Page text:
Book of Jasher (biblical references)

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The Book of Jasher (also, Jashar) or Book of the Just Man (Hebrew: סֵפֶר הַיׇּשׇׁר; transliteration: sēfer hayyāšār) is an unknown book mentioned in the Hebrew Bible. The translation "Book of the Just Man" is the traditional Greek and Latin translation, while the transliterated form "Jasher" is found in the King James Bible, 1611.

Biblical references[edit]

The book appears to be referenced from around the reign of David. 2 Samuel 1:18 states:

To teach the Sons of Judah the use of the bow; behold it is written in the Book of the Upright (per haYYāšār; Hebrew: עַל־סֵפֶר הַיׇּשׇׁר; literally, "upon the Book of the Upright").

David's lament for Jonathan immediately follows.[1] The King James Version of the English Bible has the phrase "the use of" in italics, showing that it is material the translator(s) added in order to render the original text into what they considered understandable and comfortable English. Other versions, such as the English Standard Version, indicate that what David taught the people was The Bow, that is, a poetic lament regarding the death of Saul and Jonathan.[2] If the interpretation offered in the ESV footnote is to be accepted, then The Bow is a lament or a tune that was — at the time of the composition of the Book of Samuel — also included in the extra-canonical Book of Jashar.

The Book of Jashar is also mentioned in the Biblical Book of Joshua amid the descriptions of Joshua's military exploits in the land of Canaan, specifically after Adoni-zedek, king of Jerusalem, and his allies attacked Gibeon for allying themselves with Israel and Joshua and the Israelites came to Gibeon's aid (Joshua 9-10). When "YHWH gave the Amorites over to the sons of Israel," Joshua told the sun to stand still over Gibeon and the moon to stand still over Valley of Aijalon (Josh. 9:12). Then the Book of Joshua 10:13 states:

And the Sun stood still, and the Moon stayed,
until the people had avenged themselves on their enemies.
Is this not written in the Book of the Upright (per haYYāšār)?[3]

The presence of this event in a book of poetry has been interpreted as a poetic description of the prolonged battle.[4] Some think the reference to the Book of Jashar was inserted because Joshua wanted to show to those who disbelieved the event that others, besides himself, accepted it and recorded it, thus authenticating the event.[5]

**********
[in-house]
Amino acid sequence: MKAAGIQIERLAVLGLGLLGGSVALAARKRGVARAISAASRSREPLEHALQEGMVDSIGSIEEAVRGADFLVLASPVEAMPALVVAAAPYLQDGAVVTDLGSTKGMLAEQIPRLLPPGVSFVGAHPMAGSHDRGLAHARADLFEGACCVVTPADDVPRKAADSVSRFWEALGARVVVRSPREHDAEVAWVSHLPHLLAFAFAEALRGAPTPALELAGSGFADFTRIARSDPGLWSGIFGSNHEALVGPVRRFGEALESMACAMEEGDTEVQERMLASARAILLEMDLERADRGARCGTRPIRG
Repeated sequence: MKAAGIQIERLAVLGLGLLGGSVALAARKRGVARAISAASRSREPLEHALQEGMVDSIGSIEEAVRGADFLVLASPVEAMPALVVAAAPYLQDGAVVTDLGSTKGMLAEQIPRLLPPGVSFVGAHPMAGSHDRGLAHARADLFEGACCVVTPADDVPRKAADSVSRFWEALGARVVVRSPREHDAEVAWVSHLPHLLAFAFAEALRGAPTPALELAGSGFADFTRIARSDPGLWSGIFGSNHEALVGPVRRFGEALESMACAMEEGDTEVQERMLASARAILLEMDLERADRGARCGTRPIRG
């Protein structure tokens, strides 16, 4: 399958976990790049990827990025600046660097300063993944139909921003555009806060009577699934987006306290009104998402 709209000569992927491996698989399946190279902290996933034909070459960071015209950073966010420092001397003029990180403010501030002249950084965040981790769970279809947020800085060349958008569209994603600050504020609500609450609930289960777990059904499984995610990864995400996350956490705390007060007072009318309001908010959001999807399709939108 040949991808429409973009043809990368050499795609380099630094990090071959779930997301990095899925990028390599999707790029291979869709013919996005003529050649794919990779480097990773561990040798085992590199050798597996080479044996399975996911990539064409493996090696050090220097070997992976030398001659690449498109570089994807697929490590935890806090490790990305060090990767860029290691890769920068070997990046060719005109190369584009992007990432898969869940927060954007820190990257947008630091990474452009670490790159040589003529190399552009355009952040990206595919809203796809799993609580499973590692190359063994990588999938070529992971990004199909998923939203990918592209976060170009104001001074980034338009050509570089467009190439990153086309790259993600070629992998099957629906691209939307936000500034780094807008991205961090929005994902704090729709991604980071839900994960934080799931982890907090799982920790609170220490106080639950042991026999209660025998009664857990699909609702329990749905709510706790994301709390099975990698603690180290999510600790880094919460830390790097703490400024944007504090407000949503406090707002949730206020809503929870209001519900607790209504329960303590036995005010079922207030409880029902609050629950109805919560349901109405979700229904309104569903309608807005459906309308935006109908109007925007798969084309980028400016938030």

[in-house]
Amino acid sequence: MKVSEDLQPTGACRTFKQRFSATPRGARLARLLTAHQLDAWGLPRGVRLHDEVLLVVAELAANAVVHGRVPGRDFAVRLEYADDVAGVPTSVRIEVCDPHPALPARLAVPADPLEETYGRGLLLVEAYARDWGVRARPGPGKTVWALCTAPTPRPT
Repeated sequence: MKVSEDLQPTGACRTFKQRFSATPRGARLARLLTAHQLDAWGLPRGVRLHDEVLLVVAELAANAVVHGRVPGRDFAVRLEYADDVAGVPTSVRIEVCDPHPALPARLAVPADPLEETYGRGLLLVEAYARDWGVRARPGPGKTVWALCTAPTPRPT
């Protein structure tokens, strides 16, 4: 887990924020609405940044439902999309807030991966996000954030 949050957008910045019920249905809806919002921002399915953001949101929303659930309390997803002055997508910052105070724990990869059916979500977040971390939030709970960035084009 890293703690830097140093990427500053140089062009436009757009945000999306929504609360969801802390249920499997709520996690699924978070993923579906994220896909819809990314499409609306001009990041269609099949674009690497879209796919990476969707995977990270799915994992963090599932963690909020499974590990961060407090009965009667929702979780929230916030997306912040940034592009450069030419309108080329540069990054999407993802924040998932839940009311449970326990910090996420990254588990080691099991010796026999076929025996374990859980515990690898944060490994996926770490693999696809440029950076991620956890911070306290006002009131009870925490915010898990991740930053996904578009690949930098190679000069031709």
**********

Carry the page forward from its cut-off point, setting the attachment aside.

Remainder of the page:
The Septuagint translation renders sefer hayashar in both cases as 'Book of the Just'. The reference to the bow is here missing, so that the text reads:

And he gave orders to teach it the sons of Iouda: behold it is written in the Book of the Just.[6]

According to the Medieval Jewish scholar Rashi, Sefer HaYashar refers to the Pentateuch, as a fulfillment of Jacob's prophecy regarding Ephraim — “His seed will fill the nations” (Gen. 48:19) — and that this prophecy refers to Joshua's renown after the miracle of the standing of the sun.[7]

References[edit]

  1. ^ Blue Letter Bible, KJV 1 Sam. 1:18.
  2. ^ The Holy Bible, English Standard Version (ESV): Containing the Old and New Testaments. Wheaton: Crossway. 2007. 
    ESV 2 Samuel 1:17-18 text reads: "And David lamented with this lamentation over Saul and Jonathan his son, and he said it should be taught to the people of Judah; behold, it is written in the Book of Jashar. He said: …."
    ESV 2 Samuel 1:18 footnote 1, at "he said it," reads: "Septuagint; Hebrew the Bow, which may be the name of the lament's tune."
  3. ^ Blue Letter Bible, KJV Josh. 10:13.
  4. ^ Harry Whittaker. Bible Studies. Cannock: Biblia. pp. 72–73.  'The sun stood still.'
  5. ^ S. Michael Houdmann. "What Is the Book of Jasher and Should It Be in the Bible?". GotQuestions.org. Got Questions Ministries. 
  6. ^ Blue Letter Bible, LXX 2 Sam. 1:18, accessed 14 January 2014.
    The LXX text recorded in BLB is: καὶ εἶπεν τοῦ διδάξαι τοὺς υἱοὺς Ιουδα ἰδοὺ γέγραπται ἐπὶ βιβλίου τοῦ εὐθοῦς.
  7. ^ "Yehoshua - Joshua - Chapter 10". The Complete Jewish Bible with Rashi Commentary. Chabad-Lubavitch Media Center.